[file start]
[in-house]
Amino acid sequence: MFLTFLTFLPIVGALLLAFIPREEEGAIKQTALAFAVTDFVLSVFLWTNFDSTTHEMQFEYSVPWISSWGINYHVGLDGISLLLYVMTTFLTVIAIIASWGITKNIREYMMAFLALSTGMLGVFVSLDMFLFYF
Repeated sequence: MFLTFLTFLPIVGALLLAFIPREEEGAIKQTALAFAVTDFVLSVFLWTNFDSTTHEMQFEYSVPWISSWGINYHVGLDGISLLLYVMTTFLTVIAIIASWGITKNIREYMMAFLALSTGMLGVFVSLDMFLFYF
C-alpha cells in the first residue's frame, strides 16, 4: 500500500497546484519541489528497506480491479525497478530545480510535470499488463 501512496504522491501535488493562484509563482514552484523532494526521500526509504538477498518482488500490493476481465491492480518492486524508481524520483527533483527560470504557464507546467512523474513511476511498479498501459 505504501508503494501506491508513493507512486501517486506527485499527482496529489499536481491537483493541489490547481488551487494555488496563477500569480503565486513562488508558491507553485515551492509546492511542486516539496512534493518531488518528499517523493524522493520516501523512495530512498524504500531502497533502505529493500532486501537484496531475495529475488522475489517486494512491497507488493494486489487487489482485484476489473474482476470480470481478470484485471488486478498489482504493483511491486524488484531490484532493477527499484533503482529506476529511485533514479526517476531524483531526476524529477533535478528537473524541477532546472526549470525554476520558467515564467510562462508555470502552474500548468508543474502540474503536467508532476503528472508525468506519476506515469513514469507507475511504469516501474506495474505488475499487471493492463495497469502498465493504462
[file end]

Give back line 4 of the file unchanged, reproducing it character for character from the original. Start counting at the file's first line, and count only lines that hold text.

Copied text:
C-alpha cells in the first residue's frame, strides 16, 4: 500500500497546484519541489528497506480491479525497478530545480510535470499488463 501512496504522491501535488493562484509563482514552484523532494526521500526509504538477498518482488500490493476481465491492480518492486524508481524520483527533483527560470504557464507546467512523474513511476511498479498501459 505504501508503494501506491508513493507512486501517486506527485499527482496529489499536481491537483493541489490547481488551487494555488496563477500569480503565486513562488508558491507553485515551492509546492511542486516539496512534493518531488518528499517523493524522493520516501523512495530512498524504500531502497533502505529493500532486501537484496531475495529475488522475489517486494512491497507488493494486489487487489482485484476489473474482476470480470481478470484485471488486478498489482504493483511491486524488484531490484532493477527499484533503482529506476529511485533514479526517476531524483531526476524529477533535478528537473524541477532546472526549470525554476520558467515564467510562462508555470502552474500548468508543474502540474503536467508532476503528472508525468506519476506515469513514469507507475511504469516501474506495474505488475499487471493492463495497469502498465493504462